In the week after Christmas, claims by newly out-of-work Coloradans reached 41,439 for those on regular unemployment, an increase of 63.4% from the prior week.
The unusually high number wasn’t blamed on the typical cause for spikes during the pandemic — new COVID-19 restrictions that force businesses to limit operations — but rather on fraudsters who targeted the regular unemployment system.
The state Department of Labor and Employment said Thursday it is “conducting a further detailed analysis on the increase.”
Fraudsters began targeting state systems nationwide last spring when federal benefits began for the self employed, contractors and gig workers who normally don’t pay for unemployment insurance. States quickly implemented the federal Pandemic Unemployment Assistance (PUA) program, where less verification was required since no employers were involved.
But the bulk of attacks last year were on the federal aid — not the regular unemployment system for workers whose employers paid for unemployment insurance.
That changed on Dec. 26, when PUA ended.
Earlier this week, agency officials said the labor department was getting more reports from employers of current employees who allegedly filed a claim for unemployment. Other victims were reporting that they received unsolicited U.S. Bank ReliaCards in the mail, which is how the state pays unemployment benefits.
Phil Spesshardt, the Department of Labor’s benefits services manager, said in a call on Tuesday that the labor department discovered fraudsters are using rental and for-sale home listings to get addresses and may be stopping by to steal unopened mail.
He recommends that property owners check the mailboxes for ReliaCards and report fraud to the state. The state is also adding more anti-fraud controls to the regular unemployment system.
If you’re a victim, the state has a fraud report form to fill out to notify the agency. It also recommends filling out the U.S. Bank form and contacting the bank at 1-855-279-1678 to report the fraudulent card and ask them to deactivate it. And all users should check their credit report with the three credit bureaus. More details are at cdle.colorado.gov/fraud-prevention.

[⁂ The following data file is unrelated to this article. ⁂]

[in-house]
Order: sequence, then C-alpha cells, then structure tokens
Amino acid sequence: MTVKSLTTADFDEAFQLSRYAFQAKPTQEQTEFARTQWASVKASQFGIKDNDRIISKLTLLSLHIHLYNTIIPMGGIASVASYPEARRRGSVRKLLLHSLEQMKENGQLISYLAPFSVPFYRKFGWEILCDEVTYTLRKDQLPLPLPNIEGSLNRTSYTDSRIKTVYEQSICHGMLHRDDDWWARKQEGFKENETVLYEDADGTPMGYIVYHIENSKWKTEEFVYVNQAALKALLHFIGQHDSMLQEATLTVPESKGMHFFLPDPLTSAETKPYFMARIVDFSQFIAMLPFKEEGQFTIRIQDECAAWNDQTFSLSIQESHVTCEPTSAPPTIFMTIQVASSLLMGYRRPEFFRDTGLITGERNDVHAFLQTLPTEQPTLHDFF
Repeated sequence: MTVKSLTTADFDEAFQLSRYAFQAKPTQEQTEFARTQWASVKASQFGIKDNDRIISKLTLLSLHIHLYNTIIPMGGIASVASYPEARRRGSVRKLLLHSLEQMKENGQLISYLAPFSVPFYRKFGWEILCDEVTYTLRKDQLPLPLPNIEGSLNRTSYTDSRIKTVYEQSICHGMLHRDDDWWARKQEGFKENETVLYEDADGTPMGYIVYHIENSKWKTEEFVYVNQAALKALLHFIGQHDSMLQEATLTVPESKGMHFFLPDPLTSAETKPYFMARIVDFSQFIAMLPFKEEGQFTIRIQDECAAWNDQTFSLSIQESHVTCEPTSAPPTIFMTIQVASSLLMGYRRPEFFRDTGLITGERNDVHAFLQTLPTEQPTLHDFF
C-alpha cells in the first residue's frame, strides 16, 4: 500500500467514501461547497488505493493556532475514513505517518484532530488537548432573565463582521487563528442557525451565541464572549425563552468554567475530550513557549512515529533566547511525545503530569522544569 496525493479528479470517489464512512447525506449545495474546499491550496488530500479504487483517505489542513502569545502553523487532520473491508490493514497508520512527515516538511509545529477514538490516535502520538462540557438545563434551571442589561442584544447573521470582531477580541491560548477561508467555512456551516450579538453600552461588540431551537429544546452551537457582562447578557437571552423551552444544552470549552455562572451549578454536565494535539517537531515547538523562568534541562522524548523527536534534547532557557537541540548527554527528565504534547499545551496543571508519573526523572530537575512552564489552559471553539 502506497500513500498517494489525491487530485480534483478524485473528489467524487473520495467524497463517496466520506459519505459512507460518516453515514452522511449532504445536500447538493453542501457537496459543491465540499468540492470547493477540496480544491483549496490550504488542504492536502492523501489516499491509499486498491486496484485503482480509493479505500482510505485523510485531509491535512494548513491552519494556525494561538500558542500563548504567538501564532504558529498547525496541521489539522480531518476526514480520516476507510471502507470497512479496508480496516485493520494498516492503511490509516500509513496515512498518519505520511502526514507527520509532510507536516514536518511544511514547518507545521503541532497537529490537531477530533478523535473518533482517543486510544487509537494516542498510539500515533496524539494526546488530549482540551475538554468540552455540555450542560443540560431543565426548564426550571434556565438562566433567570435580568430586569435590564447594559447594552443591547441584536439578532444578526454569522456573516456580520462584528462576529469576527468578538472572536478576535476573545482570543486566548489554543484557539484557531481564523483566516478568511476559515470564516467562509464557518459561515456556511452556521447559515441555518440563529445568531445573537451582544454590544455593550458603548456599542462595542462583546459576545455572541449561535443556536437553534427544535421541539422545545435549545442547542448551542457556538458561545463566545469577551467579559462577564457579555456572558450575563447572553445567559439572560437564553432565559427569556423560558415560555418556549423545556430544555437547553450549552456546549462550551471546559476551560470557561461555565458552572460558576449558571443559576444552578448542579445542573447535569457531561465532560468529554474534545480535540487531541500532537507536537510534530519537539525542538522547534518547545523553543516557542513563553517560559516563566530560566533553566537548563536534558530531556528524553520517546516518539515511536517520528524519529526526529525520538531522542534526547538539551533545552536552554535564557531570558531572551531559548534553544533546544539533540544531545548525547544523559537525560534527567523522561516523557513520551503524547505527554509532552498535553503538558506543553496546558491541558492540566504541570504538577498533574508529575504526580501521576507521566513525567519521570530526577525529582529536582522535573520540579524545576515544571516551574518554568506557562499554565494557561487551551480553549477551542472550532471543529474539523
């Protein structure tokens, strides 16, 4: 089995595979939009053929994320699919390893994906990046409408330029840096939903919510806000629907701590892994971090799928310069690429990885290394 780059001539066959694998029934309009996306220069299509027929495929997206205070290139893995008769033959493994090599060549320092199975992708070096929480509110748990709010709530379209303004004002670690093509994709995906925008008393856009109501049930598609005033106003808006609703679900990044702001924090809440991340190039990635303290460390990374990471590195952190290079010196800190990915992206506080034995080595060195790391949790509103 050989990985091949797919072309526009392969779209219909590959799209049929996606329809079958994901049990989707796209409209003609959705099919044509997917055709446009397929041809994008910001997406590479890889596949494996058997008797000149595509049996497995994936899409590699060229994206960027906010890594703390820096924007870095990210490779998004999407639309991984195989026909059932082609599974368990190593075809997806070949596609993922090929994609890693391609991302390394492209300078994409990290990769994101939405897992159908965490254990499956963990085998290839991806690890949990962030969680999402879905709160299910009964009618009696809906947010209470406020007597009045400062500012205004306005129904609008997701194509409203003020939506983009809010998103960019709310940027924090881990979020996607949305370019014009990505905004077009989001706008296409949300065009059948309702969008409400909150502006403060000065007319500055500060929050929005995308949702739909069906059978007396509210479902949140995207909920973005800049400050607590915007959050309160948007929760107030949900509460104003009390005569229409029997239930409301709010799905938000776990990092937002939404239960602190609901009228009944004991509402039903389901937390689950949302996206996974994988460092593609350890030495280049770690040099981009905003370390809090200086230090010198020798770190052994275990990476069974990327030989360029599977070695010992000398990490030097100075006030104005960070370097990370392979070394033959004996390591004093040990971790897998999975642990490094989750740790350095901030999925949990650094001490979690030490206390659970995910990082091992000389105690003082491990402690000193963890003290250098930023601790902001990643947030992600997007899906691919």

Nationwide, new unemployment claims did not see the same spike as Colorado. According to the U.S. Department of Labor, seasonally adjusted new claims declined by 3,000 to 737,000 for the week ended Jan. 2
Colorado ended 2020 with more than 1 million people making a new claim for unemployment. The state also paid out $6.82 billion since March 29, with about two-thirds of the amount funded by the federal government. And in 2019, Colorado saw an average of 1,900 new claims a week, or about 100,000 for the year.
More detailed data is often delayed a week or two. For the first time in weeks, restaurant workers weren’t among the top category of new jobless claims the week ending Dec. 19. Rather the top industries to see new job losses were healthcare and social assistance, education services, construction and then accomodation and food services. The four categories made up 41.2% of all new claims.
For the week ended on Dec. 26, there were 109,373 people still on regular unemployment and collecting benefits. Another 97,585 collected PUA pay while 70,658 had exhausted regular benefits and were receiving Pandemic Emergency Unemployment Compensation, or PEUC, which also ended Dec. 26.
While those on PUA and PEUC programs are eligible for another 11 more weeks of benefits thanks to the recently passed federal COVID relief package, those have not restarted yet and Department of Labor Executive Director Joe Barela said this week it could still be two to four more weeks before the state reprograms its computer system so folks can request a payment.
The state’s unemployment computer system is currently down as the labor department makes a long-awaited upgrade to modern technology. The system is supposed to be back online on Sunday. The upgrade will allow folks on regular unemployment to request payments weekly instead of every other week.